Regional and Global Climates and Change
10.3 Climate Change
How can we determine prolonged changes in the environment?
Step 1: Go to the ArcGIS Online map, Climate Change, and explore the map.
Step 2: With the Details button underlined, click the button, Show Contents of Map (Content).
Step 3: Turn on the four seasonal anomaly layers that show how different the temperature was in 2014 from the 30-year average (1950-1980) in Celsius.
Step 4: Click the button, Show Legend.
Note that 2014 was the hottest year on record, even though most central and eastern North America experienced a frigid “polar vortex” winter season.
What is the big deal with a few-degree increase in temperature?
A 3 degree Celsius increase in temperature can make a big difference. The last ice age ended because of a 4 degree Celsius rise in temperature.
- What regions of the planet had the greatest increases in temperature during 2014?
Step 5: Turn off the four seasonal anomaly layers.
Why would some areas of the earth warm more than others?
- The sun is not getting brighter and the sun-to-earth distance has not changed. The extra heat must be coming from the greenhouse gases in the atmosphere absorbing more infrared heat. (T/F)
- Where are the areas farthest above the normal?
- Areas normally covered in snow and ice are experiencing much higher than normal temperatures. This is because the snowfall starts later in the year and melts earlier, allowing the darker earth to absorb more sunlight. (T/F)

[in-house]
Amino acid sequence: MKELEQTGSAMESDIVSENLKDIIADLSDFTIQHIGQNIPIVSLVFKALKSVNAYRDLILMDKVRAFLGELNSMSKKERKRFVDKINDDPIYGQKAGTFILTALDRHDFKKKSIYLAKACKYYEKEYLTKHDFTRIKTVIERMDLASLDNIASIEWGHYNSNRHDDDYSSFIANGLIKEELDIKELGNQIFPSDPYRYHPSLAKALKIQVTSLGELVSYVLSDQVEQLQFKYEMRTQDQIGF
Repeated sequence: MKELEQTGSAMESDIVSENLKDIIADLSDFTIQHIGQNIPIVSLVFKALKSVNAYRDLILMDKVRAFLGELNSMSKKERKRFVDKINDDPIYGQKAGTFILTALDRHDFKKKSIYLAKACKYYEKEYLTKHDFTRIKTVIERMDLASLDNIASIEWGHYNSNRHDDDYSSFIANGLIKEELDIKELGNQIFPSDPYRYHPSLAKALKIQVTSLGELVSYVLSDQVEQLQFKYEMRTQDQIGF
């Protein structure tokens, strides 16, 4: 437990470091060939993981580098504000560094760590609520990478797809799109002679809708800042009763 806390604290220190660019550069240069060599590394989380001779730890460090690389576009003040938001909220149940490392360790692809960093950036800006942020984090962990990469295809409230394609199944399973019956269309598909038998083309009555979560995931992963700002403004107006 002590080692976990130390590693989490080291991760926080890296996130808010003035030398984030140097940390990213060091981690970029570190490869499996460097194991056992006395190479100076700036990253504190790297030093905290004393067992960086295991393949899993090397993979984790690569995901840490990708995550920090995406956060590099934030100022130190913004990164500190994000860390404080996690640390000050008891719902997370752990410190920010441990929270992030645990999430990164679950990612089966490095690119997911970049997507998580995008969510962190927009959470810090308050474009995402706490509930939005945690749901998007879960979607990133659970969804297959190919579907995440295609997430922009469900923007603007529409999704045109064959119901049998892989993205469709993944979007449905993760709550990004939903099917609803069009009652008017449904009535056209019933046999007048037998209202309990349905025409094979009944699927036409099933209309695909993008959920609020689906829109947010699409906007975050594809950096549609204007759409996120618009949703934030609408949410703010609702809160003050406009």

How could warmer conditions affect precipitation?
Step 6: Click the button, Bookmarks. Select North America.
Step 7: Turn on the layer, Climate Shifts Koeppen-Geiger.
The data set allows for global, time-based animation of climate patterns from 1900-2100. The default display shows only the last 100 years, using an increment of 5 years.
Step 8: Press the Play button.
- What happens to the dark green, warm temperature zones? (These are wetter, forested areas.)
- What happens to the dry climate zones of the deserts and neighboring grasslands in the U.S.?
- What economic activity do grasslands provide in North America?
Can the concepts of North America be extended to other continents or regions?
- Which countries would appear to be most concerned about losing their grassland food production areas (tan) to desert (brown)?
- Based on the data, do you think the Steppes (prairies) of Asia in southern Russia and Kazakhstan have as much to worry about with grassland loss as the southern Great Plains of North America?